Sean K. Cureton

Archive for October, 2012|Monthly archive page

Hoffman and Phoenix Turn in the Two Best Performances of the Year

In Movie Reviews: 2012 on October 12, 2012 at 5:24 pm

Theatrical Poster


The Master
Directed by Paul Thomas Anderson
3 ½ out of 4 stars

Paul Thomas Anderson’s new film, The Master, is an intensely moving portrait of the nature of being human as seen through the lens of insanity, both in a literal and an abstract sense. Philip Seymour Hoffman is in top form as the enigmatic “cult” leader Lancaster Dodd, a man whose charisma wins him supporters and detractors, polarizing both characters within the film as well as viewers of the film. While The Master could be considered an especially challenging film, it is more importantly one of the most original and immersive films to come out this year.

Anderson’s new film opens with Joaquin Phoenix’s character, Freddie Quell, stationed on a beach towards the end of the Second World War, hacking open a coconut with a large machete. Freddie can be seen as the hero of the film, albeit an unlikeable one. Freddie is a deranged, late stage alcoholic, who thinks only of sex and where he will procure his next drink. The contrast that is thus made between Freddie and Lancaster Dodd is one of bestiality and the domesticated man. Freddie’s simian-like activity at the opening of the film thus turns Freddie into a beast, and this semblance is maintained throughout based on Freddie’s increasingly violent, lustful, and unrestrained behavior and actions towards others and towards himself.

Standing in as the antithesis to Freddie’s animal madness, Hoffman’s portrayal of Lancaster Dodd is civilized, literate, and thoughtful. Dodd’s aims of “processing” people in order to reach a new level of intellectual and individual enlightenment in mankind is enthralling in its rhetoric, but ultimately empty of any actual meaning or verifiable proof. Over the course of the film, Dodd is concerned with two things: publishing his second book and curing Freddie. Unfortunately for Dodd, both of these goals fail by the end of the film, with his book becoming the center of intense criticism, from both within his own circle of followers as well as from the outside world, and with Freddie being deemed incurable in the eyes of Dodd’s most recent young bride, played with menacing relish by Amy Adams. By the end of the film, Dodd’s status as “The Master” has been almost completely stripped from him, both in his failing to cure Freddie as well as in his subservience to the wishes of his young wife, possibly the film’s true “master.”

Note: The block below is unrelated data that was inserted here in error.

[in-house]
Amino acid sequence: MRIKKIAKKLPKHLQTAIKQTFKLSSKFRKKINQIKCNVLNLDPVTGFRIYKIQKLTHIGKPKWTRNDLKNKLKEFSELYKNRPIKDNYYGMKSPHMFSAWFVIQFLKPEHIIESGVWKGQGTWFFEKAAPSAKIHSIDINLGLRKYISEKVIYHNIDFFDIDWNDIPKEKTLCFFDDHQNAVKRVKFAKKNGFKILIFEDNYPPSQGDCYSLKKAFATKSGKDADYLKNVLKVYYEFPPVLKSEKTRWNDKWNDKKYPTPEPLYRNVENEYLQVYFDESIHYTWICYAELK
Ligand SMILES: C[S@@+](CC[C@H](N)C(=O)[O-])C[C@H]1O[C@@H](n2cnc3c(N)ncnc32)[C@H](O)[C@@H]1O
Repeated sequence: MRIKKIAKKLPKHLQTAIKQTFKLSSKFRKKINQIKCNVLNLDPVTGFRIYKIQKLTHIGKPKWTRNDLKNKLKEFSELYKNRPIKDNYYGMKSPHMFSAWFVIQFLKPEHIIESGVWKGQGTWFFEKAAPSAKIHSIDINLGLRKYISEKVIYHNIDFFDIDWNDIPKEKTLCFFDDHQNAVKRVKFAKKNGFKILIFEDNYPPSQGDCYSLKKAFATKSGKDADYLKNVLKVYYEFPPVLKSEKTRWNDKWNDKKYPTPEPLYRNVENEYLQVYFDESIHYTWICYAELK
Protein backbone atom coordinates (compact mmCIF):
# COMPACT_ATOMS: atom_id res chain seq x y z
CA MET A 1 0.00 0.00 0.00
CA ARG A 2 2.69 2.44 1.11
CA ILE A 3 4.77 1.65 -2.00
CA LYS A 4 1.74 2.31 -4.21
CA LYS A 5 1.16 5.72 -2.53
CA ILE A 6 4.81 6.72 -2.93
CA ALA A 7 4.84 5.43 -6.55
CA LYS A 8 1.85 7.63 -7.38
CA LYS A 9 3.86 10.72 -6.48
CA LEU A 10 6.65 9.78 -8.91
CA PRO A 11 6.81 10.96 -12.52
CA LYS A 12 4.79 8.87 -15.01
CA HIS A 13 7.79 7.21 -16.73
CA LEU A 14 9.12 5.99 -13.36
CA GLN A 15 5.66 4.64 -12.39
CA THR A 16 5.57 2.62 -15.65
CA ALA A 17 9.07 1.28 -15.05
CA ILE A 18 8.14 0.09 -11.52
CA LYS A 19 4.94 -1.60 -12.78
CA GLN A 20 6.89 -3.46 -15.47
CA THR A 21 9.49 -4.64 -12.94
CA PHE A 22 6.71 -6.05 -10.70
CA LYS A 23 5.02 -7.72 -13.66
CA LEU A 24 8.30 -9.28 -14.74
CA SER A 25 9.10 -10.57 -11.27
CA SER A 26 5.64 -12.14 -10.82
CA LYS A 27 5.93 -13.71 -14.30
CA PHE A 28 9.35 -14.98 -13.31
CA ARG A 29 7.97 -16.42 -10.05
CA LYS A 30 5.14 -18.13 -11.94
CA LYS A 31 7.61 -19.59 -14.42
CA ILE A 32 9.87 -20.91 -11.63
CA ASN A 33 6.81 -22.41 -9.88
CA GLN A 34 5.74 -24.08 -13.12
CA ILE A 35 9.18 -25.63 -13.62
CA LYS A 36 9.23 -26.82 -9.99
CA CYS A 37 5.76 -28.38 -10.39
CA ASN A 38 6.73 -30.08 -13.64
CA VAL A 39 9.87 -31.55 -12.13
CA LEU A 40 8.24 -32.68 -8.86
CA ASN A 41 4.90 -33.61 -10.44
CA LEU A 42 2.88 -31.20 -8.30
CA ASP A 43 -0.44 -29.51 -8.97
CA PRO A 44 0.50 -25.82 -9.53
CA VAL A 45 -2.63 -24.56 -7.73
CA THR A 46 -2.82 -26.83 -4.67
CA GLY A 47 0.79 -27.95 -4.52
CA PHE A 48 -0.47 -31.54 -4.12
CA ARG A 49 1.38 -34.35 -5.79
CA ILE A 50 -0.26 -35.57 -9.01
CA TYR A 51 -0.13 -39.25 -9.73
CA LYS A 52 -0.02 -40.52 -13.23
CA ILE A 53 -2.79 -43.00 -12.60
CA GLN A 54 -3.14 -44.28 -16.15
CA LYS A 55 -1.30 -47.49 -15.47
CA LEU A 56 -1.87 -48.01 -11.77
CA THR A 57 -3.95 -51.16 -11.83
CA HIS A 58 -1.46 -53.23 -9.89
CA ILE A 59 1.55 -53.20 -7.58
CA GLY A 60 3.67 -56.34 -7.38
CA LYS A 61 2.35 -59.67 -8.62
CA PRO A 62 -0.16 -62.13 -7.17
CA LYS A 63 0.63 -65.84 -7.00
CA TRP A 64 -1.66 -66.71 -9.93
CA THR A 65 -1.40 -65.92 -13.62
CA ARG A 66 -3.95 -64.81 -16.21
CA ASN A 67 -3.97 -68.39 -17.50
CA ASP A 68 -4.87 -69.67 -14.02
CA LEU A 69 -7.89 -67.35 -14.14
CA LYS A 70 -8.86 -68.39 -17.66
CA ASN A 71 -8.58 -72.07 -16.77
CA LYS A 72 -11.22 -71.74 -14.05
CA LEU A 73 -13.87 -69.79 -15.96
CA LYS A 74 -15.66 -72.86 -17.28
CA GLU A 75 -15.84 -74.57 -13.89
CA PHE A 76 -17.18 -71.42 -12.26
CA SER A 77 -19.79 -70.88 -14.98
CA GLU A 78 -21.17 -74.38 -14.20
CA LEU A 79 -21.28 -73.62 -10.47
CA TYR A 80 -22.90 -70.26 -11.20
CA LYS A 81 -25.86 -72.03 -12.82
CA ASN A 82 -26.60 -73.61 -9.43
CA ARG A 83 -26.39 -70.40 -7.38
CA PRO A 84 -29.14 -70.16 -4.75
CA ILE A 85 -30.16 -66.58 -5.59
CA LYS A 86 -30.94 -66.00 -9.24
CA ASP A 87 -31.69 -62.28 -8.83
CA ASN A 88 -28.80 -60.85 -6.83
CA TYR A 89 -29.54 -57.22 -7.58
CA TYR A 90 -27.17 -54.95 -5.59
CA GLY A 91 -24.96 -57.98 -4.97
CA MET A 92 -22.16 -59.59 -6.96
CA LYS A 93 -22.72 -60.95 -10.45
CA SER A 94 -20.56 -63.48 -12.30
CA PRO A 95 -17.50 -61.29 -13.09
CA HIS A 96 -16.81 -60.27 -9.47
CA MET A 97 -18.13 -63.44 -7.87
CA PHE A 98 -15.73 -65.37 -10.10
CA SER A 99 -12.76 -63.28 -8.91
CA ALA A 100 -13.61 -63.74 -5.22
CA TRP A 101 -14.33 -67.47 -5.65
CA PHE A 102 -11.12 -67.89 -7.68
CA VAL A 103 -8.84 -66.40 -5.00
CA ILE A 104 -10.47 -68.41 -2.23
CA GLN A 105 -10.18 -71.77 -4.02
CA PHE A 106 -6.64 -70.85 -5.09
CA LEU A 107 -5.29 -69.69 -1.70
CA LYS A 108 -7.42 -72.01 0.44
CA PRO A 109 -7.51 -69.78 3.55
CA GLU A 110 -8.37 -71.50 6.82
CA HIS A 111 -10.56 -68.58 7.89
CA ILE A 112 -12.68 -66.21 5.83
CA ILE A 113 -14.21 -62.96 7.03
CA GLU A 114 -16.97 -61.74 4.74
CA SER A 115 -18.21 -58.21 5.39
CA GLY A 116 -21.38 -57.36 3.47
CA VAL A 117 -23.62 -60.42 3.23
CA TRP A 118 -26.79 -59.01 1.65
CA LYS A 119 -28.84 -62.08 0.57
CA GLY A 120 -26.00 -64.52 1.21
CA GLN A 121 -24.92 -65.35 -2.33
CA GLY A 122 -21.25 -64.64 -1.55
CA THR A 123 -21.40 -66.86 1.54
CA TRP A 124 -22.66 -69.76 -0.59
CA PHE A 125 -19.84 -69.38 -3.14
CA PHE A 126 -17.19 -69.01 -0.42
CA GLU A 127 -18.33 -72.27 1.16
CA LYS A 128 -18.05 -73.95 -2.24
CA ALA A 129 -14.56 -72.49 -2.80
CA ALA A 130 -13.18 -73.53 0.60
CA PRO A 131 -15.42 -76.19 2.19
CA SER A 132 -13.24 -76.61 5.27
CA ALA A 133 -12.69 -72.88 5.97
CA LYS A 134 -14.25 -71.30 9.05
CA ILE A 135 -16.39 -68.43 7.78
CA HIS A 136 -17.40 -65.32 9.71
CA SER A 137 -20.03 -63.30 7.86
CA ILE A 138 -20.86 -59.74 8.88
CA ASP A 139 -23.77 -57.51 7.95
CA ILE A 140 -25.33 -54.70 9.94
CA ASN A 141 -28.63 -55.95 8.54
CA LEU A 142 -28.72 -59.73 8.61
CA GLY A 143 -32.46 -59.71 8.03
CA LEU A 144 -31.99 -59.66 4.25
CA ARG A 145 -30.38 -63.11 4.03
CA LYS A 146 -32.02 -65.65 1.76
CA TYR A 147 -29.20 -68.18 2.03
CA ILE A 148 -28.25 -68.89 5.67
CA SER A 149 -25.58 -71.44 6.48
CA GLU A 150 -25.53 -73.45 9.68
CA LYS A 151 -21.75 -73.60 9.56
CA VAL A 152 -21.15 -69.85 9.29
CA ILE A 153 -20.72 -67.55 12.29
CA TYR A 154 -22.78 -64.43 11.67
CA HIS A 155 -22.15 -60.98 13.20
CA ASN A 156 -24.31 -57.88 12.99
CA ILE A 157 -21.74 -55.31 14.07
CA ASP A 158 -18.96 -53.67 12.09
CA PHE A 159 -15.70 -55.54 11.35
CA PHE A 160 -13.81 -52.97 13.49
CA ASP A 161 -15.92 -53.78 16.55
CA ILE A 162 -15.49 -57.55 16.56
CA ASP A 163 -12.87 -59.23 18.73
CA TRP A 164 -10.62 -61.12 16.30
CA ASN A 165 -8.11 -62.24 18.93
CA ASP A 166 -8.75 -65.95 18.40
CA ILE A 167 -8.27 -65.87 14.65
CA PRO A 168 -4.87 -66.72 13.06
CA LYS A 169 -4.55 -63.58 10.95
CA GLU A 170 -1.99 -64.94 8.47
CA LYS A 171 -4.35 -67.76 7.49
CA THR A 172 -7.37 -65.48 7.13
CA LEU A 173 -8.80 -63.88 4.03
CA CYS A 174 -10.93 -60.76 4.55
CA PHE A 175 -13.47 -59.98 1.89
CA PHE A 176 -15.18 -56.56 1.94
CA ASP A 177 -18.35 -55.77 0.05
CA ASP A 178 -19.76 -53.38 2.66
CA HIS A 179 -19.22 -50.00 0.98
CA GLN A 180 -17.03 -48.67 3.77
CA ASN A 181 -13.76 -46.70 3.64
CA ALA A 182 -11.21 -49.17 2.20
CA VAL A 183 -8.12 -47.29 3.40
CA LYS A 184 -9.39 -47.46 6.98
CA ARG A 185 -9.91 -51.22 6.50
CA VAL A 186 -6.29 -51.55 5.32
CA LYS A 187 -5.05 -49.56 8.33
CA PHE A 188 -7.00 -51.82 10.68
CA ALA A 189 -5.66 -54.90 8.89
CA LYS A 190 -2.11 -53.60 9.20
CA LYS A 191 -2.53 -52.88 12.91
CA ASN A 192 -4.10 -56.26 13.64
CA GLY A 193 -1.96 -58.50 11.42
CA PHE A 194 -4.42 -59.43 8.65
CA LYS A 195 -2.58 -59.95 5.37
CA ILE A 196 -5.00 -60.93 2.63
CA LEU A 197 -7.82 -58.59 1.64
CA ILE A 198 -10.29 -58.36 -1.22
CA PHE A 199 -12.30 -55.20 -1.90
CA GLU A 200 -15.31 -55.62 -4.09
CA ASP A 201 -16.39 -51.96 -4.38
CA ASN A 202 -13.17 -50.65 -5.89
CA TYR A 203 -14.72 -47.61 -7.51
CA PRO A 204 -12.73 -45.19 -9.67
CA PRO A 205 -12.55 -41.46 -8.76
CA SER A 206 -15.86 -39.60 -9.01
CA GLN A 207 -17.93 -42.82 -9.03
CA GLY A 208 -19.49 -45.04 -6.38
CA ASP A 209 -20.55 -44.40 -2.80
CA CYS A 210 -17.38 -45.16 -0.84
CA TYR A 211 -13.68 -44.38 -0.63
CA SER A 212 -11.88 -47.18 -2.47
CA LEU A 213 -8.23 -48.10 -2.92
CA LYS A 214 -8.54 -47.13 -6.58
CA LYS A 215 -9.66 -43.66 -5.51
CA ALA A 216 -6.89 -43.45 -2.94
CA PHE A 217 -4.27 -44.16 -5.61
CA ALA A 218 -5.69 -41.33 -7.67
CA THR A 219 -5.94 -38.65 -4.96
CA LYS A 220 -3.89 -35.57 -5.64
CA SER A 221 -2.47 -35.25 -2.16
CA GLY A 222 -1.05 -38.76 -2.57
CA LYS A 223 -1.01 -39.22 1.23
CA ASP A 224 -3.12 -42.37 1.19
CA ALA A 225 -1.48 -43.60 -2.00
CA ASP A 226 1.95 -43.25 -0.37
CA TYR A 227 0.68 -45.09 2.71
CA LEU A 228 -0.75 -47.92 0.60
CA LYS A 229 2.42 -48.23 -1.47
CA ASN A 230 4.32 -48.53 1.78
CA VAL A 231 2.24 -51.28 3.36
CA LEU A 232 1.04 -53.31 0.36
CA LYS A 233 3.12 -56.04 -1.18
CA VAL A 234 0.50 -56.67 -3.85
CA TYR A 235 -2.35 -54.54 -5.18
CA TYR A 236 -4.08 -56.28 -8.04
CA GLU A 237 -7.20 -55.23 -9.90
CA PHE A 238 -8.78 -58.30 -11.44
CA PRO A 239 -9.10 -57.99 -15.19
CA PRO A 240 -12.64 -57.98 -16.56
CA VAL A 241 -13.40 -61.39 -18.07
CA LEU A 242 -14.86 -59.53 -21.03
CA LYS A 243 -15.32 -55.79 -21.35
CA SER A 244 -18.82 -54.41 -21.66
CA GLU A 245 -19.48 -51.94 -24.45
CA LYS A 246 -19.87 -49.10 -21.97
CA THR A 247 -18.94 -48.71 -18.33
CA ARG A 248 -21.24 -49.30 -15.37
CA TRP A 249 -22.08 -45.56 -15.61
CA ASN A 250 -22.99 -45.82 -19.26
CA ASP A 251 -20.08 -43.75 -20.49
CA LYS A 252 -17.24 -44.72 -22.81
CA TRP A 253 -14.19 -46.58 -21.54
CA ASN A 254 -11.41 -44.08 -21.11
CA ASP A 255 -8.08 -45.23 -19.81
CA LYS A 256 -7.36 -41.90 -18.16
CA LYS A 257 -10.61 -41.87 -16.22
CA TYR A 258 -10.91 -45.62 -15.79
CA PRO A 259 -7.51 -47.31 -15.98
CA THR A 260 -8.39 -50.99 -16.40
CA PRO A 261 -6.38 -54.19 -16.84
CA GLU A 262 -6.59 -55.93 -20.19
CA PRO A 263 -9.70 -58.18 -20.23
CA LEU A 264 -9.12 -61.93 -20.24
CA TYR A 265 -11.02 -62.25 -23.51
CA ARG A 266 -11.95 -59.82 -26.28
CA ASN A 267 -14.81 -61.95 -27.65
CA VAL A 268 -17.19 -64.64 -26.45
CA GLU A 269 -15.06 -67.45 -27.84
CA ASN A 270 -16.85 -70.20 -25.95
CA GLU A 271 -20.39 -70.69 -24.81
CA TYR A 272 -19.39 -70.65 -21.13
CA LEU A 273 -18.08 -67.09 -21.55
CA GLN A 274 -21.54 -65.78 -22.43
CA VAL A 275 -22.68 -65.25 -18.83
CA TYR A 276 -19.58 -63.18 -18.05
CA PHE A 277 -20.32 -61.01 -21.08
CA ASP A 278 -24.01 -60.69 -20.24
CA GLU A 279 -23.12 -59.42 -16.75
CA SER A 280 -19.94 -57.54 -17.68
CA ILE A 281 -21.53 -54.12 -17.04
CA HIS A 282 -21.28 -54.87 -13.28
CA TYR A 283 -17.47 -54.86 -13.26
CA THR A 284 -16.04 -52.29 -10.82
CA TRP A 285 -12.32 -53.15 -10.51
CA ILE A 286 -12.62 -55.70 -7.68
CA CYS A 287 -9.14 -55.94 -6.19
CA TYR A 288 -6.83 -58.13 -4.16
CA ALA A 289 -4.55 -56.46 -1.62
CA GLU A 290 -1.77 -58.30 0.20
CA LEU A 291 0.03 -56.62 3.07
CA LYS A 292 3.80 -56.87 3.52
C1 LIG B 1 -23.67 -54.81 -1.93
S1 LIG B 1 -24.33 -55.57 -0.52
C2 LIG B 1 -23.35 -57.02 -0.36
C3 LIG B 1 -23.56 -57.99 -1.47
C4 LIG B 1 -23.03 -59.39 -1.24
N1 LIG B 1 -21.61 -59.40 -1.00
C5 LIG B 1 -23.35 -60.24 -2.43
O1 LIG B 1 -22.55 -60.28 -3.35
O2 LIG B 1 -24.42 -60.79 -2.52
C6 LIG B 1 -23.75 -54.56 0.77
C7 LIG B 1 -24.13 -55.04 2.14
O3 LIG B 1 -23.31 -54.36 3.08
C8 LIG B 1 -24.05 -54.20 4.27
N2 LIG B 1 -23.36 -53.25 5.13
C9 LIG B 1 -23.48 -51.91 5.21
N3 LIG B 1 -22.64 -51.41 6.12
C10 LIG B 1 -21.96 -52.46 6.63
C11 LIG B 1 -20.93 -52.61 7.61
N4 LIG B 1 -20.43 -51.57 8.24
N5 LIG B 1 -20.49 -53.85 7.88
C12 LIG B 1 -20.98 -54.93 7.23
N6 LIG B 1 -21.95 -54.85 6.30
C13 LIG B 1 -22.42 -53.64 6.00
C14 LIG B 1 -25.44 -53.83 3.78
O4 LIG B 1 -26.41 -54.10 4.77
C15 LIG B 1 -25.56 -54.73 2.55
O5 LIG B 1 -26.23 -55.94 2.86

The easiest way to delve into an analysis of what the film is about and what it is trying to say about its subject would be to make the obvious statement that Lancaster Dodd is meant to stand in for L. Ron Hubbard and Scientology. Following this fairly literal reading of the film, Anderson could be largely concerned with the master/servant relationship, and how individuals involved in such a relationship need to be respectively controlling and controlled in order to form order within their own lives and respective worldviews. However, this surface-reading explanation of the film’s plot only reveals so much of what the film might be trying to say to its audience, and it certainly doesn’t begin to touch upon why Anderson’s direction makes this film quiet possibly the best picture of the year. Anderson has shown himself in the past to be one of the most careful filmmakers alive, meaning that while his films may condemn the actions of his characters, Anderson does not condemn the characters themselves.

When I left the theatre to go home and began to dissect what I had just seen, someone mentioned to me that they sympathized with Freddie the most over any of the other characters. Anderson would probably agree with this reading, which is exactly why this film can still be so invigorating and rejuvenating even if its characters are outwardly grotesque and its narrative possibly nihilistic.